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Friday, February 22, 2019  Spokane, Washington  Est. May 19, 1883
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News >  Spokane

Libraries matter more than ever

College student Michelle Gregory looks through the reference section at the downtown Spokane Main Library on Friday. (Jesse Tinsley)
College student Michelle Gregory looks through the reference section at the downtown Spokane Main Library on Friday. (Jesse Tinsley)

All right, I’ve finally figured out how the city’s budget works. The city gets in trouble, looks around for an easy target, spies the Spokane Public Library and hacks it to death.

Really? This is the best way to dig out of a budget hole?

Maybe I’ll go to the library and study this some more.

So here I am at the library, and the place is buzzing. It’s jammed with people reading, working on school projects, writing notes on index cards, checking out romance novels, applying for jobs on computers and just generally coming in out of the rain.

It’s a bustling place, the kind of place a person could, for instance, look up a little background on the library’s predicament. Earlier this year, the city knew that its revenues were in the tank, so it asked all city departments, including the Spokane Public Library, to take a 2.85 percent cut out of their projected 2011 budgets.

Fair enough. Every department should do its part during tough times. So the library’s administrators trimmed expenditures and pared the materials budget. They were able to make these cuts without substantially knocking back service to the public, which shows that their priorities were in the right place.

Then, last month, the mayor made another announcement. The library, and only the library, was going to have to swallow an additional 3 percent cut. This is what is called a “targeted” cut, meaning the library, as usual, was wearing a bull’s-eye. Now the library is looking at a budget cut in the half-million dollar range.

It’s a familiar story. For years now, our city’s libraries have suffered a frustrating and embarrassingly low status in our city. The downtown library – the flagship, the city’s symbol of learning and culture – wasn’t even open on Sundays and Mondays. Finally, in January, the library creatively juggled its resources and reopened on Monday. Finally, things were looking up. It was like a library Golden Era, an extremely brief library Golden Era.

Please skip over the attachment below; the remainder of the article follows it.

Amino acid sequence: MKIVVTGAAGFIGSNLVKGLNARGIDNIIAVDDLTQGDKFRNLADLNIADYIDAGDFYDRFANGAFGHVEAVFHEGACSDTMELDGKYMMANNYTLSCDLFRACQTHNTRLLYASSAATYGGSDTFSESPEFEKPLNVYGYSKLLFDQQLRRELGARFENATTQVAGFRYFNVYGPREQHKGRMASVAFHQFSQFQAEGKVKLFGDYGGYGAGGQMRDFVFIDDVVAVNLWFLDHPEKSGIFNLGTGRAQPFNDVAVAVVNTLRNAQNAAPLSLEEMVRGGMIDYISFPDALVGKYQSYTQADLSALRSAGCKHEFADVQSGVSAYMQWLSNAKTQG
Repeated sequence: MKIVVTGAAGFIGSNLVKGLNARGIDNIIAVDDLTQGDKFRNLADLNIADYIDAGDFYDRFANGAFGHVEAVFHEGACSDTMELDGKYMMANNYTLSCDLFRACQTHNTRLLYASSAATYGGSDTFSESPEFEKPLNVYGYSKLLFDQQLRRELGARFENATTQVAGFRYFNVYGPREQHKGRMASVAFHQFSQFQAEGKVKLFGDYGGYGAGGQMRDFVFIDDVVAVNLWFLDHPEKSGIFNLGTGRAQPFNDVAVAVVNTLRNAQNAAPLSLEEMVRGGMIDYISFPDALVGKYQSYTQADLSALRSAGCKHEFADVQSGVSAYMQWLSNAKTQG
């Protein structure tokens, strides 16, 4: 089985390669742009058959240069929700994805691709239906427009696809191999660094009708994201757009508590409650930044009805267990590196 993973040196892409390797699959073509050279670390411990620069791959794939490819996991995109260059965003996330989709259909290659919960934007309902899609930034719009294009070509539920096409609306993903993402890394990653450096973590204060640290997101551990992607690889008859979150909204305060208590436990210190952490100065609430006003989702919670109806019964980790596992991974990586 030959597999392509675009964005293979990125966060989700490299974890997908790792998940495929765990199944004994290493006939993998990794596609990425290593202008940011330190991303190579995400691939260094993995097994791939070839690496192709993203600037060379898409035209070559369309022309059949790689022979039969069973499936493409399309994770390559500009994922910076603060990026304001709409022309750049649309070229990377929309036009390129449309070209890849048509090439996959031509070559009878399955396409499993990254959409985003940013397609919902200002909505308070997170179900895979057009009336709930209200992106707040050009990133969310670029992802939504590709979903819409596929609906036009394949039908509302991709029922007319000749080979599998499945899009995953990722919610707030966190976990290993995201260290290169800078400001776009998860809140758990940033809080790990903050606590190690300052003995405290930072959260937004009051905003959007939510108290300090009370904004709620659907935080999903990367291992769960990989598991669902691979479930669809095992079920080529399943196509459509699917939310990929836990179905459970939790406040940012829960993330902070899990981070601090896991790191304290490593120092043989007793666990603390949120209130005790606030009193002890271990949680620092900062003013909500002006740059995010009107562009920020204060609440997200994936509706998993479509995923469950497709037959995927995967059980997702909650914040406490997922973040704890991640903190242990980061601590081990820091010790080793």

Everybody with any practical, political sense knows why the city would go after the library. It’s so much easier than going after, say, the police and fire departments. Those departments save lives. Their people wear uniforms. Kids want to be cops and firefighters. Meanwhile, all the library does is provide a place for people to gain access to, oh, about 6,000 years of knowledge and culture.

But do we really need libraries that much anymore? Can’t everybody just log on to their Wi-Fi connection in some coffee shop and gain access to all that knowledge and culture?

That’s a fair question. And here’s the answer: The Spokane Public Library broke a record last year in check-out rates. This year, it is on track to break that record again, and also break records in library visits, job searches, computer use and attendance at kids’ programs.

Does that sound like an obsolete institution?

In fact, libraries are especially useful in hard times (see “job searches,” above). Modern libraries were conceived as a way to spread access to knowledge to everyone, not just the people who could afford to buy lots of books. Today, it works the same way with another addendum: It gives people who can’t afford a MacBook Pro and a high-speed connection access to knowledge.

So, yeah, libraries still matter, more than ever.

Meanwhile, this 3 percent cut looms, but it’s part of a preliminary budget proposal, not a final one. The mayor is still soliciting feedback on it.

All right, here’s my feedback. Quit picking on the library. If you have to make cuts, make cuts across the board. The library may not be vital in the same way that fire and police services are vital. It’s just vital in an entirely different way.

By the way, the information in this column came from newspaper stories, library newsletters and other sources. You can find it online, if you are fortunate enough to have a computer.

Otherwise, you can find it all in the library – assuming it’s open.

Read Jim Kershner’s previous columns at

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